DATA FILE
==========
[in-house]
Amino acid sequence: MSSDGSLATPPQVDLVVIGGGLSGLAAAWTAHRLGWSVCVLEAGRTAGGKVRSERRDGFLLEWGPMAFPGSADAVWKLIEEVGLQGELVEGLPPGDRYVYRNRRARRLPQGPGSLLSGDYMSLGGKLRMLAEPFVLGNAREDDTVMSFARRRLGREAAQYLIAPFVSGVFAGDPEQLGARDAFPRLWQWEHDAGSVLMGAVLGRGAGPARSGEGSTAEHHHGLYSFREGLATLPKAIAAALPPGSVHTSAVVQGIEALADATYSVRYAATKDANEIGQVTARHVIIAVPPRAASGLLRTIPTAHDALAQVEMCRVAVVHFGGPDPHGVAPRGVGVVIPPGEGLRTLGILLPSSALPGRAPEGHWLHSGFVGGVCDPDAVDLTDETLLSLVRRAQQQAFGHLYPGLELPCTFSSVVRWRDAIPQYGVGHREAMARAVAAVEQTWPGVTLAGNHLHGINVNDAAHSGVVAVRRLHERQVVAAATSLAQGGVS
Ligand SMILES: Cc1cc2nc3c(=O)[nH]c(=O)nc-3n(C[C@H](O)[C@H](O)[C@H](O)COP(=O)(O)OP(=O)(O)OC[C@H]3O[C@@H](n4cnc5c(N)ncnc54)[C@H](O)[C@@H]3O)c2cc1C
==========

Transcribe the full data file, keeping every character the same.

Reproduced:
[in-house]
Amino acid sequence: MSSDGSLATPPQVDLVVIGGGLSGLAAAWTAHRLGWSVCVLEAGRTAGGKVRSERRDGFLLEWGPMAFPGSADAVWKLIEEVGLQGELVEGLPPGDRYVYRNRRARRLPQGPGSLLSGDYMSLGGKLRMLAEPFVLGNAREDDTVMSFARRRLGREAAQYLIAPFVSGVFAGDPEQLGARDAFPRLWQWEHDAGSVLMGAVLGRGAGPARSGEGSTAEHHHGLYSFREGLATLPKAIAAALPPGSVHTSAVVQGIEALADATYSVRYAATKDANEIGQVTARHVIIAVPPRAASGLLRTIPTAHDALAQVEMCRVAVVHFGGPDPHGVAPRGVGVVIPPGEGLRTLGILLPSSALPGRAPEGHWLHSGFVGGVCDPDAVDLTDETLLSLVRRAQQQAFGHLYPGLELPCTFSSVVRWRDAIPQYGVGHREAMARAVAAVEQTWPGVTLAGNHLHGINVNDAAHSGVVAVRRLHERQVVAAATSLAQGGVS
Ligand SMILES: Cc1cc2nc3c(=O)[nH]c(=O)nc-3n(C[C@H](O)[C@H](O)[C@H](O)COP(=O)(O)OP(=O)(O)OC[C@H]3O[C@@H](n4cnc5c(N)ncnc54)[C@H](O)[C@@H]3O)c2cc1C